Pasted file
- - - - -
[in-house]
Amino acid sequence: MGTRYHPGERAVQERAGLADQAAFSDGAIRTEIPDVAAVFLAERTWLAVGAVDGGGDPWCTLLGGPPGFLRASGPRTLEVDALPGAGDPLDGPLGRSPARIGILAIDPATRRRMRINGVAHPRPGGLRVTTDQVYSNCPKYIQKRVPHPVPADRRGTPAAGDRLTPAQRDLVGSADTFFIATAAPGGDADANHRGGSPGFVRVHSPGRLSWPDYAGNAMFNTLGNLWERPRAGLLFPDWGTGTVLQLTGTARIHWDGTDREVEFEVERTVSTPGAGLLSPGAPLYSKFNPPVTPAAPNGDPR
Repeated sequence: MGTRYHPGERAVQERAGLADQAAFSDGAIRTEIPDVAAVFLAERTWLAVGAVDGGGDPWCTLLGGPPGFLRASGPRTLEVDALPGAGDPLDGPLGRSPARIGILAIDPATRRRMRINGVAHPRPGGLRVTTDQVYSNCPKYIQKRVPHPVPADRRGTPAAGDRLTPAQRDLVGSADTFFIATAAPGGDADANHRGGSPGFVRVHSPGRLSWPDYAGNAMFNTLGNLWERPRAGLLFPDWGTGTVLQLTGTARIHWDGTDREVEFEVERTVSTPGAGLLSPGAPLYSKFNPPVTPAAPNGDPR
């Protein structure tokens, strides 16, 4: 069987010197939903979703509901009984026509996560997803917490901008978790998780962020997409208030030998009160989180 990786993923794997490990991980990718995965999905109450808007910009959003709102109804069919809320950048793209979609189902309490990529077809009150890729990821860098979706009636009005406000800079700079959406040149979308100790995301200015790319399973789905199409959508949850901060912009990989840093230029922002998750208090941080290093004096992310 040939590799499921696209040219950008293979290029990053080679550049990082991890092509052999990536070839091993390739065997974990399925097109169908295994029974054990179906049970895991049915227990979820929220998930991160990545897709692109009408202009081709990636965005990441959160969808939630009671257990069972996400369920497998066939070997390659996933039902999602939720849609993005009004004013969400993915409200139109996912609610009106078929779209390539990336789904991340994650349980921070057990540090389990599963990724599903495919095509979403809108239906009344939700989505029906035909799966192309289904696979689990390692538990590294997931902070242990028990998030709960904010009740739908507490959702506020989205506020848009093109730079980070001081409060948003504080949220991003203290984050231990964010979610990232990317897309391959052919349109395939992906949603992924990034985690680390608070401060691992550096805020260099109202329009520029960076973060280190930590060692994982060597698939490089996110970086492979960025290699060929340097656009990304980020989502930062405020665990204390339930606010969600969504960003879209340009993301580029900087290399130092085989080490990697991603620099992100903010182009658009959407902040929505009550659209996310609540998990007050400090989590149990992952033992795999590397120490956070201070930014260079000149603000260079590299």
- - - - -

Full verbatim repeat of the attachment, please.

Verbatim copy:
[in-house]
Amino acid sequence: MGTRYHPGERAVQERAGLADQAAFSDGAIRTEIPDVAAVFLAERTWLAVGAVDGGGDPWCTLLGGPPGFLRASGPRTLEVDALPGAGDPLDGPLGRSPARIGILAIDPATRRRMRINGVAHPRPGGLRVTTDQVYSNCPKYIQKRVPHPVPADRRGTPAAGDRLTPAQRDLVGSADTFFIATAAPGGDADANHRGGSPGFVRVHSPGRLSWPDYAGNAMFNTLGNLWERPRAGLLFPDWGTGTVLQLTGTARIHWDGTDREVEFEVERTVSTPGAGLLSPGAPLYSKFNPPVTPAAPNGDPR
Repeated sequence: MGTRYHPGERAVQERAGLADQAAFSDGAIRTEIPDVAAVFLAERTWLAVGAVDGGGDPWCTLLGGPPGFLRASGPRTLEVDALPGAGDPLDGPLGRSPARIGILAIDPATRRRMRINGVAHPRPGGLRVTTDQVYSNCPKYIQKRVPHPVPADRRGTPAAGDRLTPAQRDLVGSADTFFIATAAPGGDADANHRGGSPGFVRVHSPGRLSWPDYAGNAMFNTLGNLWERPRAGLLFPDWGTGTVLQLTGTARIHWDGTDREVEFEVERTVSTPGAGLLSPGAPLYSKFNPPVTPAAPNGDPR
């Protein structure tokens, strides 16, 4: 069987010197939903979703509901009984026509996560997803917490901008978790998780962020997409208030030998009160989180 990786993923794997490990991980990718995965999905109450808007910009959003709102109804069919809320950048793209979609189902309490990529077809009150890729990821860098979706009636009005406000800079700079959406040149979308100790995301200015790319399973789905199409959508949850901060912009990989840093230029922002998750208090941080290093004096992310 040939590799499921696209040219950008293979290029990053080679550049990082991890092509052999990536070839091993390739065997974990399925097109169908295994029974054990179906049970895991049915227990979820929220998930991160990545897709692109009408202009081709990636965005990441959160969808939630009671257990069972996400369920497998066939070997390659996933039902999602939720849609993005009004004013969400993915409200139109996912609610009106078929779209390539990336789904991340994650349980921070057990540090389990599963990724599903495919095509979403809108239906009344939700989505029906035909799966192309289904696979689990390692538990590294997931902070242990028990998030709960904010009740739908507490959702506020989205506020848009093109730079980070001081409060948003504080949220991003203290984050231990964010979610990232990317897309391959052919349109395939992906949603992924990034985690680390608070401060691992550096805020260099109202329009520029960076973060280190930590060692994982060597698939490089996110970086492979960025290699060929340097656009990304980020989502930062405020665990204390339930606010969600969504960003879209340009993301580029900087290399130092085989080490990697991603620099992100903010182009658009959407902040929505009550659209996310609540998990007050400090989590149990992952033992795999590397120490956070201070930014260079000149603000260079590299």